vody/> RCM - Revitalizing Community Membership: Empowering Independence: 2022

Tuesday, August 23, 2022

‘People will die waiting’: America’s system for the disabled is nearing collapse



Providers for intellectually and developmentally disabled struggle to recruit and retain staff amid soaring inflation, pandemic burnout.

Private agencies that provide services for the intellectually and developmentally disabled have long warned that, without fresh state and federal funding, they would be unable to provide housing and staff support to the growing number of Americans who need care.

Over the last 12 months, the Covid-19 pandemic’s lingering effects and once-in-a-generation inflation have turned dire predictions into sobering truths, and agency directors, who for years hobbled along on shoestring budgets, have done in 2022 what not long ago would have been unthinkable: closed their doors.

To read more on this story, click here: ‘People will die waiting’: America’s system for the disabled is nearing collapse


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Lyft Argues that it’s Not a Transportation Company and Has ‘No Obligations’ To Provide Wheelchair Access



Disability rights groups battle Lyft for wheelchair accessible vehicles — again

Lyft officials said the company is exempt from the Americans with Disabilities Act and doesn’t have to cater to people with nonfolding wheelchairs.

In 2018, Ansel Lurio found himself trapped in a snowstorm after leaving a dentist appointment in Westchester County, New York. Lurio usually rode home in his motorized wheelchair, but this time the snow made it impossible. He said the buses weren’t running and there were no paratransit vans around, so he turned to Lyft.

To read more on this story, click here: Lyft Argues that it’s Not a Transportation Company and Has ‘No Obligations’ To Provide Wheelchair Access


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The LEAD Center Will Host a Webinar on Direct Support Professional Careers for People with Disabilities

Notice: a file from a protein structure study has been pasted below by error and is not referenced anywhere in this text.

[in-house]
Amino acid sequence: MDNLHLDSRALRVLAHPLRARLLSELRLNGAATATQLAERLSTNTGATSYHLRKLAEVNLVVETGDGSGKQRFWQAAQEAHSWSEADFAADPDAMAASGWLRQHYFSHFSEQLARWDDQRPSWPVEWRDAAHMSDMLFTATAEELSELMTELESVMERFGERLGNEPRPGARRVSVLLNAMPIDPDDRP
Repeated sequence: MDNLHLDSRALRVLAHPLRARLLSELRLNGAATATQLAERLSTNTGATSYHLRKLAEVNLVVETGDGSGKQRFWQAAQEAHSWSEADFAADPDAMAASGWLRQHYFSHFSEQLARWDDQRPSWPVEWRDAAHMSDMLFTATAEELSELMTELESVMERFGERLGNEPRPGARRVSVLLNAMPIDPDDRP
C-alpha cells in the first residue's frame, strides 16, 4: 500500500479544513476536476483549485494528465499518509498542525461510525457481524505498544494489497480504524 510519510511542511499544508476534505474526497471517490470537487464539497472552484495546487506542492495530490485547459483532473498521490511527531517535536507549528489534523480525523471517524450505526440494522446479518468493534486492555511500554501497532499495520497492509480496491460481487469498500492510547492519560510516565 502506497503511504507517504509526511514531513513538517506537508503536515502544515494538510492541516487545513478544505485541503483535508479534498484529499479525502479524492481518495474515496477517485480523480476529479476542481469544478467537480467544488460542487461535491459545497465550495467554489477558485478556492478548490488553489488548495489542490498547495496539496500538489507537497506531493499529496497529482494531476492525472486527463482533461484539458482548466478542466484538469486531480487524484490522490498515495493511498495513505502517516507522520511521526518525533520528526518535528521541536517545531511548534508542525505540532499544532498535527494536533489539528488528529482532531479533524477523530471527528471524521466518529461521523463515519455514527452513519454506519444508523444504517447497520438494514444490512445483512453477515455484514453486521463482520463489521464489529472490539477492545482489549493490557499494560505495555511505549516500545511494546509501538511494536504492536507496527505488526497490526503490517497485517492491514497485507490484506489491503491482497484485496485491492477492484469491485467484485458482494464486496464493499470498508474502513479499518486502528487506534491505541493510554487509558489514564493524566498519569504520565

The LEAD Center will host a Webinar on Direct Support Professional Careers for People with Disabilities on Wednesday, August 31, 2:30-4:00 P.M. ET. 

Register to learn about our innovative DSP Academy that trains people with disabilities to work as DSPs. RCM of Washington Chief Executive Officer Amy Brooks and Chief Innovation Officer Susan Brooks will describe RCM’s approach to training and employment placement. Two DSP Academy graduates, Carlos Hilton Zacarias and Tinesha Gray, will share their experiences participating in the training, applying their skills as DSPs, and excelling in a job that is inclusive and tailored to their abilities.

To register, click here, then click on the “Respond” button : https://www.addevent.com/event/Kn14423854

To launch meeting, click here: https://us02web.zoom.us/j/84508363845?pwd=SWhQUitTVWl4VTZEaFhySnliYjJmdz09#success



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DISCLOSING A DISABILITY BEFORE AN ACCOMMODATION IS NEEDED



Can an employee later request an accommodation if they didn't when they first disclosed their disability? Yes! Read “Disclosing a Disability Before an Accommodation is Needed”

In our experience at the Job Accommodation Network (JAN), most individuals disclose their disabilities to their employers when they need an accommodation. However, there are other reasons an individual might disclose a disability to an employer such as affirmative action hiring, explaining an unusual circumstance, or just personal preference and comfort in bringing their whole selves to work. One of the questions we often get from individuals who have disclosed without needing an accommodation is what happens if later they do need an accommodation? Are employers on notice and is it then up to them to recognize that an accommodation is needed?

To read more on this story, click here: DISCLOSING A DISABILITY BEFORE AN ACCOMMODATION IS NEEDED



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Selma Blair Is Helping Redefine Makeup Design in Her New Job as Creative Director of Guide Beauty



 

"I’ve seen what beauty can do for an emotional spirit and sometimes that can be everything,” says Selma Blair over Zoom. “There’s many other facets to show yourself besides makeup but it can be an amazing tool of expression or confidence or armor—or, for me, character. Mood is no small thing.” Blair, who has openly shared her diagnosis and struggles with multiple sclerosis—including in a 2021 documentary Introducing, Selma Blair and her recent memoir, Mean Baby—is sitting next to Terri Bryant, a makeup artist and the founder of Guide Beauty. Bryant, who has Parkinson’s disease, launched the ergonomic makeup line in 2020 with dexterity and fine motor challenges top of mind. Today, Blair has been announced as Chief Creative Officer of Guide Beauty. “The products are a game changer,” says Blair. The line is designed with curves and rings that make gripping the handles secure, graceful, and “like an extension of my hand,” Blair explains.